8 Commonly Asked Questions About Contesting a Trust: Can You Do It From Your Home?

 

Wills and trusts have many similarities, but one way they differ is in the ability of beneficiaries to challenge the trustees by contesting the purposes and terms of the trust. Many settlers request a no-contest clause in a trust that forces a beneficiary to forfeit their interest in the trust if they challenge the trust unsuccessfully.

Just as with the case of a will, anyone who contests a trust must first have a fiduciary interest or would have inherited an interest under intestacy. A trust proceeding begins after the person contesting the trust files a civil petition or complaint. The person who files for the contest does not necessarily have to attend these proceedings, but the probate lawyers who represent them must be present. What follows are eight of the most commonly asked questions about contesting a trust.

Q: Does a contestant’s petition strike the challenged portion of a trust?

A: Yes, but the courts and legislatures have a history of honoring the intent of the settlor. The court usually does its best to honor the intent of the settlor’s instructions as put forth in the trust. When the court decides, it is operating under the assumption that one of the family members or a friend is unhappy with what they have inherited.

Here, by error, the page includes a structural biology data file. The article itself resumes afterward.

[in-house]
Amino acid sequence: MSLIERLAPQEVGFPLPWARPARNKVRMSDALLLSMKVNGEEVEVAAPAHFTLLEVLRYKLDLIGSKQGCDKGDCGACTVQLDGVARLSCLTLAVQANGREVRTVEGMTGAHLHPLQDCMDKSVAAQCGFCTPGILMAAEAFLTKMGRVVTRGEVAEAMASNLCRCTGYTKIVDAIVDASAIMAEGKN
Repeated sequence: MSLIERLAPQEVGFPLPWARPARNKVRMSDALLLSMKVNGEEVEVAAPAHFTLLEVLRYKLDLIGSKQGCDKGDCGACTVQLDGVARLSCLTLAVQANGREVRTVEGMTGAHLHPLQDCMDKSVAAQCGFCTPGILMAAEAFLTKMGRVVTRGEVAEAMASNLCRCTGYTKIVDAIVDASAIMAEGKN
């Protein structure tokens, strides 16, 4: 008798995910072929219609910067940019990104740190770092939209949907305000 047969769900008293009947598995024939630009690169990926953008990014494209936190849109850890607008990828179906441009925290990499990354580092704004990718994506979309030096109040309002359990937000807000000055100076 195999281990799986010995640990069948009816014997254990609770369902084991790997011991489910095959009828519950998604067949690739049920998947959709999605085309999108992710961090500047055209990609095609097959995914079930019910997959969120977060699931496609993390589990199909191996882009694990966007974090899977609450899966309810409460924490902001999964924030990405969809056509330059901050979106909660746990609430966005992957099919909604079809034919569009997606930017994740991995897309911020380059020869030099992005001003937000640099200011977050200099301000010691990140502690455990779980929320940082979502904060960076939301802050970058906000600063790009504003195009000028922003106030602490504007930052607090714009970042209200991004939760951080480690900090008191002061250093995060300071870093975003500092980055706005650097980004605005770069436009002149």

Q: Are there any conditions under which a trust can be held as invalid?

A: Yes. A trust can be found to be invalid, according to the law, if it is determined to have a purpose that is unlawful or has a purpose that is contrary to the law. This could be found to be true if, for example, there is a stipulation that places a limit on religious freedom or the freedom to marry.

Q: Are there conditions that would make the particular conditions of a trust invalid, but not the entire trust?

A: Some states have laws that rule against perpetuities, which means that a trust lasts for a period of more than 21 years plus the life of the person when the trust was created. If these conditions are met, the conditions, but not the trust, are invalid.

Q: What does the law say about the mental capacity of the person who created the trust?

A: To determine if the person who created the trust has the mental capacity to create a valid trust, the settlor must be at least 18 years of age and able to understand the extent of their property as well as family members such as siblings, children, and spouses.

Q: What are good ways to prove a lack of mental capacity of the settlor?

A: Medical records are one of the best ways to determine a lack of mental capacity if they describe the capacity at the time when the trust was signed. Even if the documents were created near the time of signing, they might still be used.

Q: What other sources of information about mental capacity could be used?

A: It could be possible to use the testimony of friends or family members as a source of information, especially if they spent a significant period of time with the settlor at the time the trust was signed.

Q: How do lies and mistakes figure into a settlor’s perceptions?

A: When terms of a trust are affected by these factors, the appropriate conditions can be deemed stricken.

Q: What would happen if it was found that a settler thought they were signing something besides a trust?

A: This would invalidate the trust.

Having a probate lawyer draw up the provisions of a trust can significantly reduce the likelihood that a trust would be held invalid.